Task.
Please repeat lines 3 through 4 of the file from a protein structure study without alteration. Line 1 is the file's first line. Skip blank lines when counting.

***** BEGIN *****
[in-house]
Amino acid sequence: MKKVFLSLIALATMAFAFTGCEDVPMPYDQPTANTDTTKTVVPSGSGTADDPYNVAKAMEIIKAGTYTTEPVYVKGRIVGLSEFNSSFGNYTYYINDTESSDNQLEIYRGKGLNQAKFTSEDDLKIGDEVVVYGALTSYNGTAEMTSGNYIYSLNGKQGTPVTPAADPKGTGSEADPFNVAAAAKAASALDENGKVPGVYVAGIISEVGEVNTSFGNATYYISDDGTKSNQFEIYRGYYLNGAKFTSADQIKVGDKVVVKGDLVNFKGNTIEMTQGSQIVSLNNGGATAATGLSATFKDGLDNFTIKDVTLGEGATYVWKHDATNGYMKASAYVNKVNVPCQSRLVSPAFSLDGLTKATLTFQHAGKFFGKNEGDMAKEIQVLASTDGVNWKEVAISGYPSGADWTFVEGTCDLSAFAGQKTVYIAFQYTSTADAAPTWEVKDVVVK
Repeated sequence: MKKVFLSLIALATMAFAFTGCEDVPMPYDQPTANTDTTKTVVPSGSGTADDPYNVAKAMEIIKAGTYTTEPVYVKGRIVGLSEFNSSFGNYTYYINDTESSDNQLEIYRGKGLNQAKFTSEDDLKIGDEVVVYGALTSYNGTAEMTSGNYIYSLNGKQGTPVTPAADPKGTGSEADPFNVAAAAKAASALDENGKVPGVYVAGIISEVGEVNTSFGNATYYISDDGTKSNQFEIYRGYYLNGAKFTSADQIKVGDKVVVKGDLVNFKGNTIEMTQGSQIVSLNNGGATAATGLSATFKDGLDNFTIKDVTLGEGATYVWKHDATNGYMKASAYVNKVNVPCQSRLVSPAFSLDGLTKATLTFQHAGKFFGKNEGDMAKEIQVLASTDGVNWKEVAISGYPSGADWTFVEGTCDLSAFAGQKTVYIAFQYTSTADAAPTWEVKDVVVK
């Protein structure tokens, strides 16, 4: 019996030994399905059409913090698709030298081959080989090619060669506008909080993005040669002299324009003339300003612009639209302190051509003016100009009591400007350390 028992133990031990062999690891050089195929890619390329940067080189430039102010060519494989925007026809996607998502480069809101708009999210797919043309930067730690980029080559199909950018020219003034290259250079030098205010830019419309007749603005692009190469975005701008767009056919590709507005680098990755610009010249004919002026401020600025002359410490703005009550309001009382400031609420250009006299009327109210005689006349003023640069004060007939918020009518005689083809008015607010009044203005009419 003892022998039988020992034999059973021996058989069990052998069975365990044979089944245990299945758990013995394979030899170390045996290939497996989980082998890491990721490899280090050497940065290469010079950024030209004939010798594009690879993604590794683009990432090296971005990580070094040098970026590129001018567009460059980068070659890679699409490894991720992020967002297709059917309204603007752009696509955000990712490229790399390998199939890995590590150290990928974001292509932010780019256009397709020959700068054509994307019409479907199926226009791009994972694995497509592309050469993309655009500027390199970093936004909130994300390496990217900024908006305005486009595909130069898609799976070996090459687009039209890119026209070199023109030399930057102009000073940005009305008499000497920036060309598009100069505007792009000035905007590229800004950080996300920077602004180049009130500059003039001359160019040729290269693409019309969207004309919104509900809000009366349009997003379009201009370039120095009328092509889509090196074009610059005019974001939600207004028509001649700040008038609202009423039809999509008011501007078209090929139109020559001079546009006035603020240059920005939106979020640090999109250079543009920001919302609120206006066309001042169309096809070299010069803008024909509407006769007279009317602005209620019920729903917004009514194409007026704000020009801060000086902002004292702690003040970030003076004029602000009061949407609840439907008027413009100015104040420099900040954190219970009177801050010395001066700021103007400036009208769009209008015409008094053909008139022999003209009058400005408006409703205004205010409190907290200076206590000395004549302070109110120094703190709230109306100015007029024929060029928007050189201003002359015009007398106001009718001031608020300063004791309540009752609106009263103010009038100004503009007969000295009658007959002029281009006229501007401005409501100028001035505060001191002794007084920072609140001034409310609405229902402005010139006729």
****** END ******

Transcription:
Repeated sequence: MKKVFLSLIALATMAFAFTGCEDVPMPYDQPTANTDTTKTVVPSGSGTADDPYNVAKAMEIIKAGTYTTEPVYVKGRIVGLSEFNSSFGNYTYYINDTESSDNQLEIYRGKGLNQAKFTSEDDLKIGDEVVVYGALTSYNGTAEMTSGNYIYSLNGKQGTPVTPAADPKGTGSEADPFNVAAAAKAASALDENGKVPGVYVAGIISEVGEVNTSFGNATYYISDDGTKSNQFEIYRGYYLNGAKFTSADQIKVGDKVVVKGDLVNFKGNTIEMTQGSQIVSLNNGGATAATGLSATFKDGLDNFTIKDVTLGEGATYVWKHDATNGYMKASAYVNKVNVPCQSRLVSPAFSLDGLTKATLTFQHAGKFFGKNEGDMAKEIQVLASTDGVNWKEVAISGYPSGADWTFVEGTCDLSAFAGQKTVYIAFQYTSTADAAPTWEVKDVVVK
């Protein structure tokens, strides 16, 4: 019996030994399905059409913090698709030298081959080989090619060669506008909080993005040669002299324009003339300003612009639209302190051509003016100009009591400007350390 028992133990031990062999690891050089195929890619390329940067080189430039102010060519494989925007026809996607998502480069809101708009999210797919043309930067730690980029080559199909950018020219003034290259250079030098205010830019419309007749603005692009190469975005701008767009056919590709507005680098990755610009010249004919002026401020600025002359410490703005009550309001009382400031609420250009006299009327109210005689006349003023640069004060007939918020009518005689083809008015607010009044203005009419 003892022998039988020992034999059973021996058989069990052998069975365990044979089944245990299945758990013995394979030899170390045996290939497996989980082998890491990721490899280090050497940065290469010079950024030209004939010798594009690879993604590794683009990432090296971005990580070094040098970026590129001018567009460059980068070659890679699409490894991720992020967002297709059917309204603007752009696509955000990712490229790399390998199939890995590590150290990928974001292509932010780019256009397709020959700068054509994307019409479907199926226009791009994972694995497509592309050469993309655009500027390199970093936004909130994300390496990217900024908006305005486009595909130069898609799976070996090459687009039209890119026209070199023109030399930057102009000073940005009305008499000497920036060309598009100069505007792009000035905007590229800004950080996300920077602004180049009130500059003039001359160019040729290269693409019309969207004309919104509900809000009366349009997003379009201009370039120095009328092509889509090196074009610059005019974001939600207004028509001649700040008038609202009423039809999509008011501007078209090929139109020559001079546009006035603020240059920005939106979020640090999109250079543009920001919302609120206006066309001042169309096809070299010069803008024909509407006769007279009317602005209620019920729903917004009514194409007026704000020009801060000086902002004292702690003040970030003076004029602000009061949407609840439907008027413009100015104040420099900040954190219970009177801050010395001066700021103007400036009208769009209008015409008094053909008139022999003209009058400005408006409703205004205010409190907290200076206590000395004549302070109110120094703190709230109306100015007029024929060029928007050189201003002359015009007398106001009718001031608020300063004791309540009752609106009263103010009038100004503009007969000295009658007959002029281009006229501007401005409501100028001035505060001191002794007084920072609140001034409310609405229902402005010139006729």